‘Fringe’ 4.21 Recap: “The Bishop Must Be Sacrificed”

‘Fringe’ aired the first half of its two-part season finale on Friday. Admittedly, it’s probably not fair for me to judge the episode until I can see how all of its plot points play out in the second part. However, at this moment, it sure feels like a gigantic, unwieldy mess, and perhaps one of the most frustrating episodes that the show has ever aired. Considering that this is ‘Fringe’ we’re talking about, that’s saying a lot.

I’ll do my best to recap the events of ‘Brave New World, Part 1’, but I have to be honest that I had a lot of trouble following the various storylines, most of which feel like they were tossed in completely at random without any particular purpose in mind.

The episode starts as a typical case-of-the-week. Several people spontaneously combust after riding an escalator at an office building. Upon noticing that the other victims all drop dead when they move, a handful of survivors manage to avoid this fate by remaining still until the Fringe team arrives. An E.R. nurse named Jessica (Rebecca Mader from ‘Lost’) volunteers to be carried and transported back to the lab to be Walter’s test subject. Walter initially suspects a virus, but then determines that the handrail on the escalator was covered in robotic nanites that infected the victims. Security camera footage shows David Robert Jones planting them.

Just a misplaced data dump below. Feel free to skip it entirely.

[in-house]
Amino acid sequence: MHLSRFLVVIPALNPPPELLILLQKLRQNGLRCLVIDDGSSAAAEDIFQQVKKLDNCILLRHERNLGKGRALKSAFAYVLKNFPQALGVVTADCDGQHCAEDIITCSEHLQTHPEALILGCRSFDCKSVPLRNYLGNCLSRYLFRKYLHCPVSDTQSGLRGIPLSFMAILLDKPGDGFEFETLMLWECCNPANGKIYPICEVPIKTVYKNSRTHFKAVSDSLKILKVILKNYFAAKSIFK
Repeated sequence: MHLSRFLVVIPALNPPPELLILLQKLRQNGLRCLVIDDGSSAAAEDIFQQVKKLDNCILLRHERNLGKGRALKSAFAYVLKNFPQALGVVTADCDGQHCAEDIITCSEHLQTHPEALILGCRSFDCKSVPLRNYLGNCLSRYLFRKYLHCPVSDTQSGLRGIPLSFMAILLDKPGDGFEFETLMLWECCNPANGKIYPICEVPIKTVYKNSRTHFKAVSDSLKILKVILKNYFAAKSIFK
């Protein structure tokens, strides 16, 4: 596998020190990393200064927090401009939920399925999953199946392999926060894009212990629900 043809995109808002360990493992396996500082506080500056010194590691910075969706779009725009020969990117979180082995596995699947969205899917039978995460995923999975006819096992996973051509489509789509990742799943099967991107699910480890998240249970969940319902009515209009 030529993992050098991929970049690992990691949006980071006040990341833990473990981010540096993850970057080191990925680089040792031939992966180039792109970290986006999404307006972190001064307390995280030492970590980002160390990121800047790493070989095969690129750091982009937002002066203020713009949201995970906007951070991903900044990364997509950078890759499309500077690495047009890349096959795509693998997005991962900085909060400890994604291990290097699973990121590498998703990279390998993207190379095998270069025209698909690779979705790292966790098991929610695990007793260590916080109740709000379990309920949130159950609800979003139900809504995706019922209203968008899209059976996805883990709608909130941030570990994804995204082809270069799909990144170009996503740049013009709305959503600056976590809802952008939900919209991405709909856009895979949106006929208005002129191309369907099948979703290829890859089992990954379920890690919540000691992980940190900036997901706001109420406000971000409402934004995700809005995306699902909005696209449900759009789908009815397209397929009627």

Walter and Peter toil at a chemistry set, concocting various bubbling liquids that are somehow supposed to be an antidote for the tiny robots. (Wouldn’t a small EMP blast be the most effective way to destroy them? This is never suggested.) Meanwhile, Jessica, who supposedly can’t move for fear of bursting into flame, has no trouble talking or moving her head and hands all around, until suddenly from out of nowhere she starts burning up. Peter and Walter pour colored liquids into other colored liquids furiously like mad scientists in some 1930s B-movie, until Olivia steps in and uses her magical Cortexiphan powers to instantly stop all the nanites.